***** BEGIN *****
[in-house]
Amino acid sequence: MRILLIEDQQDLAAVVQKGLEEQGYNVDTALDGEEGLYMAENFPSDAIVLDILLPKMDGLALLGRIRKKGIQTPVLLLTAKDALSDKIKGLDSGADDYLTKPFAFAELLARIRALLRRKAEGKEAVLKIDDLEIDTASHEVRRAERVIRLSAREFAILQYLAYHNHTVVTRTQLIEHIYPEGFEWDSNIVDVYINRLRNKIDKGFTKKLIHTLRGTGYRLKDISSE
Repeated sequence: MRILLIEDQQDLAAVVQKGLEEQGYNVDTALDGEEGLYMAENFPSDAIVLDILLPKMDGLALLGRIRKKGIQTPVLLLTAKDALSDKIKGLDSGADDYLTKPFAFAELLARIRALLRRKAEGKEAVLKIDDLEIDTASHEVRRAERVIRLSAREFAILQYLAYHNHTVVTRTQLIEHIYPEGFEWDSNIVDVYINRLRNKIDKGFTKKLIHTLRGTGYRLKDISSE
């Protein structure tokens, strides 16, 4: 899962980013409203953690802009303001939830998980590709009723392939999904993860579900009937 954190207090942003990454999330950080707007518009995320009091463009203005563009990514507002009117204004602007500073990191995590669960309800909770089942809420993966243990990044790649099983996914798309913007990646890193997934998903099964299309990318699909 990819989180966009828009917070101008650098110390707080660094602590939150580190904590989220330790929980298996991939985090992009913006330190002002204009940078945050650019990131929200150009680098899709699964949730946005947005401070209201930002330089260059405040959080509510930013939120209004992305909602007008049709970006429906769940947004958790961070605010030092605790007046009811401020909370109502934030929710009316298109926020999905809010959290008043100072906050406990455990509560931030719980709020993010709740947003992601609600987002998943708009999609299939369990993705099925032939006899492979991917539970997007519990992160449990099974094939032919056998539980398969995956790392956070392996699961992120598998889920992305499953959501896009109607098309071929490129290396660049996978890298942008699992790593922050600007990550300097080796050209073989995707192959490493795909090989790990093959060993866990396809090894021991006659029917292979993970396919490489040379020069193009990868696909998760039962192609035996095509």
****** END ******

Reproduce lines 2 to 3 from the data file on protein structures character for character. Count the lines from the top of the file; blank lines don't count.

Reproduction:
Amino acid sequence: MRILLIEDQQDLAAVVQKGLEEQGYNVDTALDGEEGLYMAENFPSDAIVLDILLPKMDGLALLGRIRKKGIQTPVLLLTAKDALSDKIKGLDSGADDYLTKPFAFAELLARIRALLRRKAEGKEAVLKIDDLEIDTASHEVRRAERVIRLSAREFAILQYLAYHNHTVVTRTQLIEHIYPEGFEWDSNIVDVYINRLRNKIDKGFTKKLIHTLRGTGYRLKDISSE
Repeated sequence: MRILLIEDQQDLAAVVQKGLEEQGYNVDTALDGEEGLYMAENFPSDAIVLDILLPKMDGLALLGRIRKKGIQTPVLLLTAKDALSDKIKGLDSGADDYLTKPFAFAELLARIRALLRRKAEGKEAVLKIDDLEIDTASHEVRRAERVIRLSAREFAILQYLAYHNHTVVTRTQLIEHIYPEGFEWDSNIVDVYINRLRNKIDKGFTKKLIHTLRGTGYRLKDISSE